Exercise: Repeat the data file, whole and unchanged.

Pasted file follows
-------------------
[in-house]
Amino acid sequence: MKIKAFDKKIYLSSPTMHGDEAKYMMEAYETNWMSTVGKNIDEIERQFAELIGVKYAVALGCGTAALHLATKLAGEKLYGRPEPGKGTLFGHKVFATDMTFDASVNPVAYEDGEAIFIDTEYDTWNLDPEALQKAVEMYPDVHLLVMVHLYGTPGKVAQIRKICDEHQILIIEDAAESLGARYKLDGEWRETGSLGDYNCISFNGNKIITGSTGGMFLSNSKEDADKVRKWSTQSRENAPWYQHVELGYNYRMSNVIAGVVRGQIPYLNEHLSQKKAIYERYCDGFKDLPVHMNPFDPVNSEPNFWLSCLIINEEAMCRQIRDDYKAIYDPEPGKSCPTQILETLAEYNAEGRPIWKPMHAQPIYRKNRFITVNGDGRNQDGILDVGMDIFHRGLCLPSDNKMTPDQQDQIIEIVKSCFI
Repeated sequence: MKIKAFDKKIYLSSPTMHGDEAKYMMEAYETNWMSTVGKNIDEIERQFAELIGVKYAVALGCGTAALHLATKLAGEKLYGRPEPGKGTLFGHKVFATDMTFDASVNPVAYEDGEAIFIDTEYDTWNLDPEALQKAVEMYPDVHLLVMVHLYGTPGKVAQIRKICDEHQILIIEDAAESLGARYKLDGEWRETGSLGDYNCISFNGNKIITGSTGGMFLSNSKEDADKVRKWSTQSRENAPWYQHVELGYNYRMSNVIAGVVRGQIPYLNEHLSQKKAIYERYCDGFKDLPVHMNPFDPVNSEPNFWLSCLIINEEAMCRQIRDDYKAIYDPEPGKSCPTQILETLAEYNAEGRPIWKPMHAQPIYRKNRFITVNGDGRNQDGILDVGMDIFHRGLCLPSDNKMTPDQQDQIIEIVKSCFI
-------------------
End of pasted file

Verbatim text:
[in-house]
Amino acid sequence: MKIKAFDKKIYLSSPTMHGDEAKYMMEAYETNWMSTVGKNIDEIERQFAELIGVKYAVALGCGTAALHLATKLAGEKLYGRPEPGKGTLFGHKVFATDMTFDASVNPVAYEDGEAIFIDTEYDTWNLDPEALQKAVEMYPDVHLLVMVHLYGTPGKVAQIRKICDEHQILIIEDAAESLGARYKLDGEWRETGSLGDYNCISFNGNKIITGSTGGMFLSNSKEDADKVRKWSTQSRENAPWYQHVELGYNYRMSNVIAGVVRGQIPYLNEHLSQKKAIYERYCDGFKDLPVHMNPFDPVNSEPNFWLSCLIINEEAMCRQIRDDYKAIYDPEPGKSCPTQILETLAEYNAEGRPIWKPMHAQPIYRKNRFITVNGDGRNQDGILDVGMDIFHRGLCLPSDNKMTPDQQDQIIEIVKSCFI
Repeated sequence: MKIKAFDKKIYLSSPTMHGDEAKYMMEAYETNWMSTVGKNIDEIERQFAELIGVKYAVALGCGTAALHLATKLAGEKLYGRPEPGKGTLFGHKVFATDMTFDASVNPVAYEDGEAIFIDTEYDTWNLDPEALQKAVEMYPDVHLLVMVHLYGTPGKVAQIRKICDEHQILIIEDAAESLGARYKLDGEWRETGSLGDYNCISFNGNKIITGSTGGMFLSNSKEDADKVRKWSTQSRENAPWYQHVELGYNYRMSNVIAGVVRGQIPYLNEHLSQKKAIYERYCDGFKDLPVHMNPFDPVNSEPNFWLSCLIINEEAMCRQIRDDYKAIYDPEPGKSCPTQILETLAEYNAEGRPIWKPMHAQPIYRKNRFITVNGDGRNQDGILDVGMDIFHRGLCLPSDNKMTPDQQDQIIEIVKSCFI